A free trial offer can often seem like a great bargain. Everyone wants something for nothing. But the reality may not be so cheap. Signing up for the offer may put your personal information into the wrong hands. Or when the free trial ends, you could be on the hook if you don’t cancel the subscription or opt out of future deliveries by a specific date.
Free trials can provide a smart way to test out a service to see if you like it. But they also can subject you to some of these unforeseen circumstances:
An Influx of Junk Mail
When you sign up for a free trial, you’re typically required to provide your email address, and you usually need to share your shipping address, too. This can lead to an influx of junk mail in your mailbox and inbox as the company shares your personal information. Many businesses sell their contact lists, and that could potentially increase the stream of spam you receive online. You may also get automatically subscribed to catalogs.
Difficulty Canceling the Service
Signing up for free services is easy. Canceling them? Not always so simple. You may have difficulty navigating to the cancellation page on a company’s website, as businesses don’t make them easily accessible.
They want to discourage people from ending their service. Even if you find the page, you may have to jump through hoops to cancel. You may be taken through multiple screens to confirm your decision or be asked to call a number to cancel instead of doing it online.
Trial Offer “Gotchas”
While many free trial offers are harmless (as long as you remember to cancel them within the proper window), others intentionally wrestle away your money. Some businesses thrive on making extra money because consumers don’t typically read all the fine print. Here are a few examples:
- Charging additional fees. You sign up for a “free” program by submitting your credit card information, but you later discover a fee on your credit card for shipping and handling. This may not be addressed clearly in the sign-up instructions.
- Sending new items monthly. Some membership clubs provide new materials monthly that you have to pay for if you don’t send them back, such as new books or video games.
- Automatic renewals. Businesses can make it difficult to cancel your trial, using the credit card information on file to generate automatic renewals whenever your subscription runs out.
Protecting Yourself Before and After Signing Up
Free trials can be beneficial. Or cause headaches. Read on for ideas to make your free trial experience a positive one.
- Do your homework. Before you sign up, research the company offering the free trial. Do you see a lot of complaints about them online? Do people say it’s difficult to unsubscribe from their services? If you notice red flags, skip the free trial.
- Uncheck any boxes that are automatically checked when you sign up. When you’re signing up for a free trial, there may be options to receive information from the company or from associated third parties. Sometimes, these boxes are already checked, so you’re automatically signed up unless you manually opt out. Before submitting any sign-up forms, read all the information carefully and decide for yourself if you want to check them.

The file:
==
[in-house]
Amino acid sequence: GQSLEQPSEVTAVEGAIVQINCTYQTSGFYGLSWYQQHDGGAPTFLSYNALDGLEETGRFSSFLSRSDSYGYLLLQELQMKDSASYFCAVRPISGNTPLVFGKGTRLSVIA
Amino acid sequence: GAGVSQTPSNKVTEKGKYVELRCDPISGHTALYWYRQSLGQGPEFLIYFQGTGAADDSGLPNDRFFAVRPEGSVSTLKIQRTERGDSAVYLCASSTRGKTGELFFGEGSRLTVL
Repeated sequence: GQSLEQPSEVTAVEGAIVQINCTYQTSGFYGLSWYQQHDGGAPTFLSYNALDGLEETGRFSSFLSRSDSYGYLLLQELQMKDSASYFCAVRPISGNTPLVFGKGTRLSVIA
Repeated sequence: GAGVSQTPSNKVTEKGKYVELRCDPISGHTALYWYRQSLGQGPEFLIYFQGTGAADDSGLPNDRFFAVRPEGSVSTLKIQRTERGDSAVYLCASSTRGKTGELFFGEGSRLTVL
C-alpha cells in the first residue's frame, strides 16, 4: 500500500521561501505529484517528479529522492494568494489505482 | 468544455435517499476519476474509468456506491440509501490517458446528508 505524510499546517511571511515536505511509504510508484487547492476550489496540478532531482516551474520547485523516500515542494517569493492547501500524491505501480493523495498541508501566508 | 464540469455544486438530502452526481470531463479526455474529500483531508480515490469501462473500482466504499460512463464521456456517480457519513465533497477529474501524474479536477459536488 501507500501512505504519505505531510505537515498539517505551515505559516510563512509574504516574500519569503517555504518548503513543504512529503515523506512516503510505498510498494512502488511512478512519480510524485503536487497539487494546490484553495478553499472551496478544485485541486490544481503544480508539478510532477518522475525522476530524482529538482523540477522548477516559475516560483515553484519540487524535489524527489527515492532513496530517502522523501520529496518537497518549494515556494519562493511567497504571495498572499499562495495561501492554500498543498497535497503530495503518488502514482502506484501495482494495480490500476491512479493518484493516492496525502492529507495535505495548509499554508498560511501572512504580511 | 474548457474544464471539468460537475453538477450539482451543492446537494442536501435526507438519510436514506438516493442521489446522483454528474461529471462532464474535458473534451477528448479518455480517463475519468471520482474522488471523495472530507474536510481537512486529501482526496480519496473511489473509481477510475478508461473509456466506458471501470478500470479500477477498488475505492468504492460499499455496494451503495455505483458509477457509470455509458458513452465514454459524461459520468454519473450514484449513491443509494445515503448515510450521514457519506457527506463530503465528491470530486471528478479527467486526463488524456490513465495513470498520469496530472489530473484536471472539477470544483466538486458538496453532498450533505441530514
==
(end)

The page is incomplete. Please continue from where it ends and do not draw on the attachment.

- Make sure the company with the free trial is the one behind the offer. Sometimes you can get free offers through third parties, meaning one company is offering another’s products or services. In this case, you may see a charge you don’t expect on your credit card bill from a business whose name you don’t recognize.
- Look at your financial statements. Investigate any suspicious charges and call the company and your financial institution immediately if you notice a monthly charge on your bill that you didn’t authorize.
Making the Most of a Free Trial Offer
While there are potential pitfalls, free trials don’t have to be problematic if you do your homework, read the fine print, and are aware of what you’re agreeing to when you sign up. Follow these steps below to make the most of a free trial offer that interests you.
- Remember to cancel. With a free trial, you often get a short period of time that’s free before the payment kicks in. If you don’t have plans to continue the service, set a reminder on your phone or add a note to your calendar to cancel the service so you don’t get stuck paying for something you’re no longer interested in.
- Carefully read terms and conditions. Just like reading the fine print before making a purchase, you should do the same for free trial offers. If not, you may be signing up for something you didn’t anticipate or unintentionally agreeing to fees you don’t want to pay. Always read the terms and conditions before moving forward so you know what to expect.
- Check your credit card statement for upcharges. Once a company has your credit card number, it can charge you for add-ons, even if you have a free trial. For instance, say you subscribe to a video game service and buy tokens to get to a new level. Those charges may be placed on your credit card even if you use a free trial to play.
By taking these steps to protect yourself and anticipating the potential hazards of signing up for a free trial, you can reap the benefits of a free trial without experiencing the (sometimes costly) downside.
To find other tips on protecting your money, check out our WalletWorks page.